On our way to the Domiz camp we pass through the city, we see people rushing to work, children fooling around in school buses on their way to school. It’s busy in front of the camp, cars going there and back, people crossing the way. Just behind the gate, there is a small market, empty (for the moment), just a few salesmen are unpacking vegetables. We turn to the middle of the camp on a muddy road lined by various shops with wedding dresses, cell phones, candy store, shawarma stores. There is also a “pet shop” with budgerigars.
Today there are mostly brick houses in the camp, most of the inhabitants got a building permission. Tents slowly disappear, there are only a few. Most of the doorsteps are swept, or somebody is just sweeping, for even in such difficult conditions people try to keep their homes in order.
We stop in front of the MSF maternity unit. At the MSF maternity unit in the Domiz camp around 100 children are born every month. We also offer pre-natal and post-natal consultations (free of charge). Our patients are mostly displaced Syrian women who currently live in the camp.
My day begins at the triage department, where are waiting pregnant women or mothers after delivery with their children. They all have pressure measured and then they continue to a corresponding consulting room. There is a line of prams parked in front of the triage which means we have post-natal consultations today, vaccination and breastfeeding. The waiting room in the main building is full of people.
In the post-natal consultation room there is a newborn baby screaming loud. We woke him up so that we could weight and measure him. His mum starts breastfeeding and the baby sucks contentedly. In the other part of the corridor, there is a space for vaccination, newborn registry and a breastfeeding corner. I’m heading to the delivery room while nurses give a health education about the MSF services. I enter the delivery room, where a midwife called Abla is sitting already. She just returned from her maternity leave. Together we go through the plan for today and we check what happened last night. The delivery room is calm for the moment. A woman with her newborn baby is having a rest in the post-natal room.
A peaceful morning is passing quickly, we finish some statistics, but most of the time the local midwives and I take care of pregnant women.
It’s time for lunch. We move to a small kitchen with several plastic tables. Everybody is unpacking their lunch, we share. Nobody eats alone, we offer our food to each other.
After lunch we admit a woman who is going to give birth to her third baby to the delivery room. The delivery is already in an advanced stage. She took advantage of our pre-natal consultations, so we already have her data. We move her from the examination room to the pre-labor room. We fill her health care card and keep waiting for the delivery to come. Meanwhile she tells us that she came to Domiz from Syria together with her and her husband’s whole family. She got used to the life in the camp, she considers it her home now. Contractions become stronger and she starts pushing. We move her to the delivery room. Zayna, our young midwife, is preparing a delivery table. After few more contractions a beautiful boy is born. It’s the second one this woman delivered at our maternity unit. She is not sure about the name yet. After the delivery she is returned to the patient room, and two hours later she goes home.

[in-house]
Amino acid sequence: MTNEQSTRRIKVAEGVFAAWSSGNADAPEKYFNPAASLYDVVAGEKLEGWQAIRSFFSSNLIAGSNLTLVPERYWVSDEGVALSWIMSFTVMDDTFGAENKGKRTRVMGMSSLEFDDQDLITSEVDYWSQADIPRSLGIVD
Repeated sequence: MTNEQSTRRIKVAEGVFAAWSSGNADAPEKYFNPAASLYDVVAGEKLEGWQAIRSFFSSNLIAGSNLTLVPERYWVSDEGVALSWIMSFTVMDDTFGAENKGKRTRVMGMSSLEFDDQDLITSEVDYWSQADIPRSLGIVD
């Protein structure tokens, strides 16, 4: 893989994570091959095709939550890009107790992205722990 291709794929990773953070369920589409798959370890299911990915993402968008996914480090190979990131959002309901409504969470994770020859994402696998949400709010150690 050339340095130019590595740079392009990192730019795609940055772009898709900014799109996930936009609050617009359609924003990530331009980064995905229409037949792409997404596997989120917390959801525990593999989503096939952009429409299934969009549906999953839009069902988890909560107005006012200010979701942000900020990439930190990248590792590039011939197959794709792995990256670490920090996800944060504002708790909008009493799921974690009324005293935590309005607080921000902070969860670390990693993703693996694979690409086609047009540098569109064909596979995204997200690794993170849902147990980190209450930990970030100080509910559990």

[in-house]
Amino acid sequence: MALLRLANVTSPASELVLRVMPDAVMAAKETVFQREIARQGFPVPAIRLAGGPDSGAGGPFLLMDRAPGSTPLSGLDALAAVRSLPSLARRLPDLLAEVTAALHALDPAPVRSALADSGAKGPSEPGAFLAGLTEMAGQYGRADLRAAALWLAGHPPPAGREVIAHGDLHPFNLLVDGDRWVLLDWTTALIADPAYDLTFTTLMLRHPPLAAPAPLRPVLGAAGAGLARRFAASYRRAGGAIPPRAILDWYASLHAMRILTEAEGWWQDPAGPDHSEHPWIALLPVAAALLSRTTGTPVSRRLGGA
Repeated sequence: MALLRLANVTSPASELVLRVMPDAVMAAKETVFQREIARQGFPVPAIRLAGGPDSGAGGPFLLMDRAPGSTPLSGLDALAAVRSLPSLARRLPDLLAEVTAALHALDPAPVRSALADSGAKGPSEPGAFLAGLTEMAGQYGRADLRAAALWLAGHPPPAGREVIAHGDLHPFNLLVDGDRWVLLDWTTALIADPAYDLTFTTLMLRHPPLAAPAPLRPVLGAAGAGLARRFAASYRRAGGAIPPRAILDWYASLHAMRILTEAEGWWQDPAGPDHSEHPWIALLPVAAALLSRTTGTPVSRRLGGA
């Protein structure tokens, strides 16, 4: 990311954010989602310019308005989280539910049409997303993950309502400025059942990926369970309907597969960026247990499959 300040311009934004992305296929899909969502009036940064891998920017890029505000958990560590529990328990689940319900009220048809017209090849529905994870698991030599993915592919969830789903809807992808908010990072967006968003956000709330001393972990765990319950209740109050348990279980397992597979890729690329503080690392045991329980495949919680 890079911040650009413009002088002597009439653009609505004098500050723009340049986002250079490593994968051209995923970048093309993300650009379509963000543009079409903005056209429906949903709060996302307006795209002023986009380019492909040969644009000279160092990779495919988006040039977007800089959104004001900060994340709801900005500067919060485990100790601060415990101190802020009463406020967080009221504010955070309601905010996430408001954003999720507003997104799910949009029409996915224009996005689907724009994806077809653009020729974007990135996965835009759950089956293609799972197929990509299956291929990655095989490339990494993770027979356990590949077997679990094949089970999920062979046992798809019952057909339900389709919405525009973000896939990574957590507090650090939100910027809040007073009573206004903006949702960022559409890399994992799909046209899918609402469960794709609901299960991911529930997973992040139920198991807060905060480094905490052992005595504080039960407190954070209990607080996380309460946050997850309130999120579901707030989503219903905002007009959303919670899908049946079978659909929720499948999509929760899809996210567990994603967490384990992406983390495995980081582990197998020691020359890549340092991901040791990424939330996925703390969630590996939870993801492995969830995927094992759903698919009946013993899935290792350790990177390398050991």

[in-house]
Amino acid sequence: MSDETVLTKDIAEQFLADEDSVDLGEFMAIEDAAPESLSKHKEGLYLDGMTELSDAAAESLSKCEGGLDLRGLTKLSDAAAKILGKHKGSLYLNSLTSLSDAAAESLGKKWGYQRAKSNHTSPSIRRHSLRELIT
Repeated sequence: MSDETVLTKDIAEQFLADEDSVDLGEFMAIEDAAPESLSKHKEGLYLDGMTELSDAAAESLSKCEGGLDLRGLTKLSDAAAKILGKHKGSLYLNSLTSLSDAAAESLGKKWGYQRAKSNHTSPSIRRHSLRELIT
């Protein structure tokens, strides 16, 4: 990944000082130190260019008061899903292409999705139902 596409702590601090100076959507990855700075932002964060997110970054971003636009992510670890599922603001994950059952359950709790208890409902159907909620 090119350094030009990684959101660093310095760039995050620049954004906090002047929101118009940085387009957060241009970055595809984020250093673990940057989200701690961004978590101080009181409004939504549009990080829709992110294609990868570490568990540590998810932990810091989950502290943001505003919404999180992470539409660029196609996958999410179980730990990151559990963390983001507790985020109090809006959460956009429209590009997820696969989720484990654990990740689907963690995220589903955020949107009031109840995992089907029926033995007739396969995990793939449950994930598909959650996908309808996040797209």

Mothers here are incredibly brave. They don’t complain about anything, they thank for everything.
After a while another woman is brought to the delivery room. This time it’s a woman, who gave birth via a C-section before. She is in pain, coming on a wheelchair. We are quickly examining her, checking the baby’s heartbeat and preparing her for transport. She must be transferred to the city hospital. We call the ambulance to get ready and fill the transport papers, prepare our emergency box with all the necessary equipment in case the baby decides not to wait anymore and to be born on the way to the hospital. Everything is ready and one of our midwives is accompanying the woman to the hospital.
Another woman is coming to the delivery room…
In the afternoon the delivery room is filled with more and more women in labour, who are mostly accompanied by other women. Men wait outside. Mothers-to-be walk around the room waiting for the delivery to come, their escorts are lying down the beds, and everything is peaceful. Midwives listen to babies’ heartbeat every thirty minutes and ensure that expectant mothers are all right.
In the late afternoon I come back to the base. Consultation hours are over today. Only the nightshift colleagues stay at the delivery room, so that the care at the unit can be provided 24/7.
We are going back to the base. The camp is busy. We meet children from the local school, we pass by a pet shop with budgerigars in swinging cages, a cell phone store, a hairdresser, several restaurants… It’s busy and cheerful all around. A formerly empty market is now full of life, it offers almost everything, ranging from fresh fish to money exchange. We drive out of the camp, the sun is sinking behind surrounding hills. After returning to the city I go to the office to finish some papers, to write a report about this day. Then it’s time to go home. (March 2017)